Microtubule-based perception of mechanical conflicts controls plant organ morphogenesis (Sci. Adv.)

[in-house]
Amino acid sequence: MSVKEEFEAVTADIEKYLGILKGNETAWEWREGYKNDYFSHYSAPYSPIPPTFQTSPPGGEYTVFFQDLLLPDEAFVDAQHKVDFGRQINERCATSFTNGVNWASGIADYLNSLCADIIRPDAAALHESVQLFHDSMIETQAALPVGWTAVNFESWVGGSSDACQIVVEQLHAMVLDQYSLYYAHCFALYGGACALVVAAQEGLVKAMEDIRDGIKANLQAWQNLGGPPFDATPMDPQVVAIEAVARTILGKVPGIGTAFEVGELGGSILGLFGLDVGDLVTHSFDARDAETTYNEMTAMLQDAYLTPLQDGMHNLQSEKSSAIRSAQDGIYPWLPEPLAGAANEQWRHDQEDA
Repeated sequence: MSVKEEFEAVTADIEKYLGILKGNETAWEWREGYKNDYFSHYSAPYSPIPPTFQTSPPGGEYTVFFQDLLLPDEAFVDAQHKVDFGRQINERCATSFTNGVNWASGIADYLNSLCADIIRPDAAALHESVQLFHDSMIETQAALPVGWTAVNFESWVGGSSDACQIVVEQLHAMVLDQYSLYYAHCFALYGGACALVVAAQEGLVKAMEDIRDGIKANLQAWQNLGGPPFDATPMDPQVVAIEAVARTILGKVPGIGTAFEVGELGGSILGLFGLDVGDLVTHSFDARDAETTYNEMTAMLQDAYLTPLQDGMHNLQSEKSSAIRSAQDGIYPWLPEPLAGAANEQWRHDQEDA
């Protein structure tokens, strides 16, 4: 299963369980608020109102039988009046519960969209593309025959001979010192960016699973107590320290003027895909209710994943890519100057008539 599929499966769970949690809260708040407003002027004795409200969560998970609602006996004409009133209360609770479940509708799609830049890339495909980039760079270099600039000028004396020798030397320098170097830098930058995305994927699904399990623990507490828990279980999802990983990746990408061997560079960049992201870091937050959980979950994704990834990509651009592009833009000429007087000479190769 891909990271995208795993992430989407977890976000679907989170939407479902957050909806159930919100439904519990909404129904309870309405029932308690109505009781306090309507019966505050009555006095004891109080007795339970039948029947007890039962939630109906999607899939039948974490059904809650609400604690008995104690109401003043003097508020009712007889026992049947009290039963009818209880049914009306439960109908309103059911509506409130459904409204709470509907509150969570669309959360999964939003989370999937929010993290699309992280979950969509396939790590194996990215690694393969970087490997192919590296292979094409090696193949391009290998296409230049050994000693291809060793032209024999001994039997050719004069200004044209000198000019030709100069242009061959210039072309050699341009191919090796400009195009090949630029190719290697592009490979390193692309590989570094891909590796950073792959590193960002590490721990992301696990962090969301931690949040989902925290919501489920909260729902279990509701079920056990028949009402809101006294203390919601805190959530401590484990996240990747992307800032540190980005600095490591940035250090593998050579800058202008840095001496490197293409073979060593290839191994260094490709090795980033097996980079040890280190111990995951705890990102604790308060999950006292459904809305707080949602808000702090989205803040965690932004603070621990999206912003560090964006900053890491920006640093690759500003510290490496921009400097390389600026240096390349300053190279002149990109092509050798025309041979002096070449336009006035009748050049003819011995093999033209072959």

Morphogenesis is a critical process in plants and animals that allows a cell, tissue, or organism to reach its final shape. In Arabidopsis thaliana, the formation of lateral root primordia (LRP) is an excellent example of organ morphogenesis that involves cell remodeling throughout differential growth of an internal tissue. In this study, Stöckle et al. used live-cell imaging and cell type-specific genetic perturbations to show how differences in cortical microtubule organization between the inner and outer sides of the endodermis control LRP initiation. Before LRP initiation, cortical microtubules are more anisotropic on the side of the cell facing inwards and more disorganized on the other side. During LRP initiation, cortical microtubules on the inner side become disorganized. The reorganization of the cortical microtubules in the endodermal cells requires SHORT HYPOCOTYL2 (SHY2) and MICROTUBULE ASSOCIATED PROTEIN 70-5 (MAP70-5). map70-5 mutants display no particular organization of endodermal cortical microtubules and show flattened LRP. Stöckle et al. show that MAP70-5 is required for:  i) the organization of cortical microtubules on the inner side of the endodermis, ii) remodeling of the endodermis during LRP initiation, and iii) LRP development and morphogenesis. The authors propose that cortical microtubules and MAP70-5 integrate the mechanical signals of LRP organogenesis. (Summary by Andrea Gómez-Felipe @andreagomezfe) Sci. Adv. 10.1126/sciadv.abm4974